INFO266, Fall 2016
Johnson, L., Adams Becker, S., Cummins, M., Estrada, V., Freeman, A., and Hall, C. (2016). NMC Horizon Report: 2016 Higher Education Edition. Austin, Texas: The New Media Consortium. Retrieved from http://www.nmc.org/publication/nmc-horizon-report-2016-higher-education-edition/
The highly respected Horizon Report (Higher Education edition) for 2016 has been released, highlighting the trends, challenges, and technology that will impact higher education over the next five years. The key trends accelerating technology adoption can be summarized as:
- Advancing cultures of innovation: Using technology as a catalyst, universities aim to foster a Silicon Valley startup / entrepreneurial culture in order to drive innovation that will have practical / commercial outcomes for the local community and even the global workplace.
- Rethinking how institutions work: Research shows a gap between the needs of the 21st century economy and how students are currently being prepared for the workplace. Cross-disciplinary approaches and new competency-based credentialing programs are made possible by technology and work to expand educational opportunities while also enhancing the employability of graduates.
- Redesigning Learning Spaces: Physical spaces on campus must accommodate the new pedagogies of student-centered, active learning which is project-based and hands-on, calling for multiple devices, mobility, collaboration, lots of bandwidth, and remote access. These new spaces mimic real-world work environments, not lecture halls.
- Shift to deeper learning approaches: Critical thinking, problem-solving, collaboration and self-directed learning are the new buzzwords articulating the cornerstones of modern education. All of this works to help students make connections between their education and the real world. Technology- namely the internet, but also web 2.0 tools, virtual reality, robotics and even 3D printers- enables deeper learning by giving students unprecedented access to information, otherwise remote experts/practitioners, and to each other to collaborate, create, and share to an authentic audience.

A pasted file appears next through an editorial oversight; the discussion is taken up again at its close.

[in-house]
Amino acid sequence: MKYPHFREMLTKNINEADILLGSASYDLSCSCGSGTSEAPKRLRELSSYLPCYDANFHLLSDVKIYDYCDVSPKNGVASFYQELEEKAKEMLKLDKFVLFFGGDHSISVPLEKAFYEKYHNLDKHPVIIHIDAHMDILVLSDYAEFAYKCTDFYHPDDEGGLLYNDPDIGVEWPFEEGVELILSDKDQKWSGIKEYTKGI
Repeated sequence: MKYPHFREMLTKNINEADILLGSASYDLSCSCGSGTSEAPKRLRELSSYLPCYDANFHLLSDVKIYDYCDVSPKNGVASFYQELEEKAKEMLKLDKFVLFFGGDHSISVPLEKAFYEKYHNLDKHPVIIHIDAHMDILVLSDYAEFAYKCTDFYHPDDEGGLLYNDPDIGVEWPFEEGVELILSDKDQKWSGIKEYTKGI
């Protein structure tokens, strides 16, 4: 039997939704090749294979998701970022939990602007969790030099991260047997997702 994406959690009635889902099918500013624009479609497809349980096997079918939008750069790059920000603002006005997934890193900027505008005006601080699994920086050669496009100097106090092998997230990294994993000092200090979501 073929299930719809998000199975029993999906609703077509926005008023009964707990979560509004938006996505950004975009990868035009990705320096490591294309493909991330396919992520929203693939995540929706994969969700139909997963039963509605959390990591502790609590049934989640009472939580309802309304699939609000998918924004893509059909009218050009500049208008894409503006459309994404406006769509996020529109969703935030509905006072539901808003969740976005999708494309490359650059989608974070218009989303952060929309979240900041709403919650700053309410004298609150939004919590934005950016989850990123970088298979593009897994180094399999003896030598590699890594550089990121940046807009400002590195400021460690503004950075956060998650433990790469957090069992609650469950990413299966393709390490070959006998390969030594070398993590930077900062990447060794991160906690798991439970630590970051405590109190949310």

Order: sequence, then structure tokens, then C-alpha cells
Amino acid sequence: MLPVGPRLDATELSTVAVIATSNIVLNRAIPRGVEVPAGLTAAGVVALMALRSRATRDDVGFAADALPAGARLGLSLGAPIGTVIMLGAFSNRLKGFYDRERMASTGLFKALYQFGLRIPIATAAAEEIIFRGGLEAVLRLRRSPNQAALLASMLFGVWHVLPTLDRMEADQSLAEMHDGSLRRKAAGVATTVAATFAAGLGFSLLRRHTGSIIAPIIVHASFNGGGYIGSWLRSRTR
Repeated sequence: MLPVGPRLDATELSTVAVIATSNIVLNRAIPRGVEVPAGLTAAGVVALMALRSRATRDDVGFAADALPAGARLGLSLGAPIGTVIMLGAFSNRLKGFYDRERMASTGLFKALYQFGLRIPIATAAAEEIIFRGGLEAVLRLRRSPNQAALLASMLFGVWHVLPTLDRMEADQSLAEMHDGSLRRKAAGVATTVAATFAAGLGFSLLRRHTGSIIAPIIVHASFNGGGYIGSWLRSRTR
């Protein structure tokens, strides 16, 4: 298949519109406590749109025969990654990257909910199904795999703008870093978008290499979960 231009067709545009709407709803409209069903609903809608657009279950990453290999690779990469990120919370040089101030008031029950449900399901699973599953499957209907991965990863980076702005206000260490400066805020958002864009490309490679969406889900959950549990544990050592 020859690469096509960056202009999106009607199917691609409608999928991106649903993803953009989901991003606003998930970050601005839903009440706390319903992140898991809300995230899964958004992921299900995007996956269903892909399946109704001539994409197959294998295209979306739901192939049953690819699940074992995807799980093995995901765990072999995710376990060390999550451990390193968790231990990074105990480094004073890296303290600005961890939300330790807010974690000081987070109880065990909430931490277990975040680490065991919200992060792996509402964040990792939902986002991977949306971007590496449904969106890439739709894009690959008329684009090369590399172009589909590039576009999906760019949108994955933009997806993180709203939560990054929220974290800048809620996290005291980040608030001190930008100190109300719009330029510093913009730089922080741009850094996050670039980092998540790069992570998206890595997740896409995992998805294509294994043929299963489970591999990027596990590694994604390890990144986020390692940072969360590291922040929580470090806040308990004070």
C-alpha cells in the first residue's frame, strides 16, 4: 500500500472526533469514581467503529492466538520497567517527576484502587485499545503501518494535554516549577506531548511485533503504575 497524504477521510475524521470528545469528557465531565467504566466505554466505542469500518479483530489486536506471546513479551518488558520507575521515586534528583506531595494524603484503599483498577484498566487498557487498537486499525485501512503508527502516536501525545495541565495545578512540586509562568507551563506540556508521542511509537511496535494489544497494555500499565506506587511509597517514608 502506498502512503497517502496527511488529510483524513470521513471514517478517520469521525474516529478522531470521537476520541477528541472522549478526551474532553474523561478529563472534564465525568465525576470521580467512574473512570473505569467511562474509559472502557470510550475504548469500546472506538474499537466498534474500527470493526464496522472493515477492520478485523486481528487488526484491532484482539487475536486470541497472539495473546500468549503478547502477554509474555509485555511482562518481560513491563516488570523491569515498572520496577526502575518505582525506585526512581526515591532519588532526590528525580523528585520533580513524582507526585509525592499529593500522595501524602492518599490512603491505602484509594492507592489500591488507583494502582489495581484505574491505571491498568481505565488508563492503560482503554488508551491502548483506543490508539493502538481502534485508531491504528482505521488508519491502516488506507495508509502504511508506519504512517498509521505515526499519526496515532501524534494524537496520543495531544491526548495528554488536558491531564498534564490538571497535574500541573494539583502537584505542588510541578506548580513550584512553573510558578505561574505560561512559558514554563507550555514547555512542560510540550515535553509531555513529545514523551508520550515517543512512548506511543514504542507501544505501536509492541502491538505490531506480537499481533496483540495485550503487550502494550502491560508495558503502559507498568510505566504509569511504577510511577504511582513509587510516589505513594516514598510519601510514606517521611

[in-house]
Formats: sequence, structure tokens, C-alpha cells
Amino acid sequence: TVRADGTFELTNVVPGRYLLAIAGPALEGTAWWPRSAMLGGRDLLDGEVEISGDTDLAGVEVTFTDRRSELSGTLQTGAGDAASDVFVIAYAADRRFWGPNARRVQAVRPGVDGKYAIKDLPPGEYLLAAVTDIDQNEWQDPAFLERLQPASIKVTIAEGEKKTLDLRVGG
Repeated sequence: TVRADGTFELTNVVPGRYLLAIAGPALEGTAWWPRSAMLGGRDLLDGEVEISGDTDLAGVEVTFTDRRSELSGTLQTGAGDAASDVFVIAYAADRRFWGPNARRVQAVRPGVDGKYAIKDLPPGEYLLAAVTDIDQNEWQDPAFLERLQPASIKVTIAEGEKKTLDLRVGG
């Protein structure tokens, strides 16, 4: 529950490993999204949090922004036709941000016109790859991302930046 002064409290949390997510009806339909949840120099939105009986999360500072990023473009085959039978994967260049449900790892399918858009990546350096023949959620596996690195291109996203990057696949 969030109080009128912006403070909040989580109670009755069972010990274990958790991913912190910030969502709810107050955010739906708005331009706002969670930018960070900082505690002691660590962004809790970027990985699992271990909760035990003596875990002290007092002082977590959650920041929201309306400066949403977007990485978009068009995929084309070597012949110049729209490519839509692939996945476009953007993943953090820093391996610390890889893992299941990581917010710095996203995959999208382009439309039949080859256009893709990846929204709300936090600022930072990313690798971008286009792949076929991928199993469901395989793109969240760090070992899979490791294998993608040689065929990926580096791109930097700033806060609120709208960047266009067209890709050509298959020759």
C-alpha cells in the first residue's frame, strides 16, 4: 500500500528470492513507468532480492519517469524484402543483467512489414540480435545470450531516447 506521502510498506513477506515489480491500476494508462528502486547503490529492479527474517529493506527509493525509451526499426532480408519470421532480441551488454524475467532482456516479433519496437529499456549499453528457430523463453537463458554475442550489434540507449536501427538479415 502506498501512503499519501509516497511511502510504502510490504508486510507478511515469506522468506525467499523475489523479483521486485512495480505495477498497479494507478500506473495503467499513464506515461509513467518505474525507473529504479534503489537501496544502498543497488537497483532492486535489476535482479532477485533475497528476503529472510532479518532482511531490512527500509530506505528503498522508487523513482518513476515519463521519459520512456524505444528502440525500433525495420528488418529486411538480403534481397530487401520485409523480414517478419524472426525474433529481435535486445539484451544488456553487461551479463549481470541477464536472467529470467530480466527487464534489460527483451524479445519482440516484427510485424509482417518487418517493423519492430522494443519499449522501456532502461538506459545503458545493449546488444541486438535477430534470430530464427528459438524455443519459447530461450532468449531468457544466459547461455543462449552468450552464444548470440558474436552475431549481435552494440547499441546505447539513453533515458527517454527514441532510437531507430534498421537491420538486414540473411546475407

- Growing focus on measured learning: Data mining software, and the prevalence of online programs and learning management systems provide the basis for massive data gathering that feeds a growing industry in analytics and changes in student assessment. With the trend toward better matching student skills with workplace needs, assessment is morphing from measuring rote learning to tracking competency-based learning goals. Protecting student privacy in the midst of this data mining is a key factor for policy leaders.
- Increasing use of blended learning designs: Online learning is gaining traction in colleges and universities as technology and multimedia make high quality, low-cost, and even free learning objects/content available. By integrating face-to-face classes with online offerings, universities can offer greater affordability, accessibility, and more personalization.
The following six technologies have been selected as ones likely to have real impact in higher education over the short, medium, and long term:
- BYOD (Short Term; 1 yr or less)
- Learning Analytics and Adaptive Learning (Short Term; 1 yr or less)
- Augmented and Virtual Reality (Medium Term; 2-3 yrs)
- Makerspaces (Medium Term; 2-3 yrs)
- Affective Computing (Long Term; 4-5 yrs)
- Robotics (Long Term; 4-5 yrs)
Understandably, I see a lot of overlap between the K-12 and the higher ed reports. Namely, the trends of attention to deeper learning and redesigning learning spaces, since everyone is rethinking how these institutions (schools and universities) work. As far as technology developments, both institutions will be impacted by makerspaces, robotics & virtual reality, and online learning which provides useful analytics to boost learning outcomes, but which needs to be balanced by privacy concerns. All in all, education is changing dramatically, fueled by disruptive technologies and the new pedagogies that spring from them.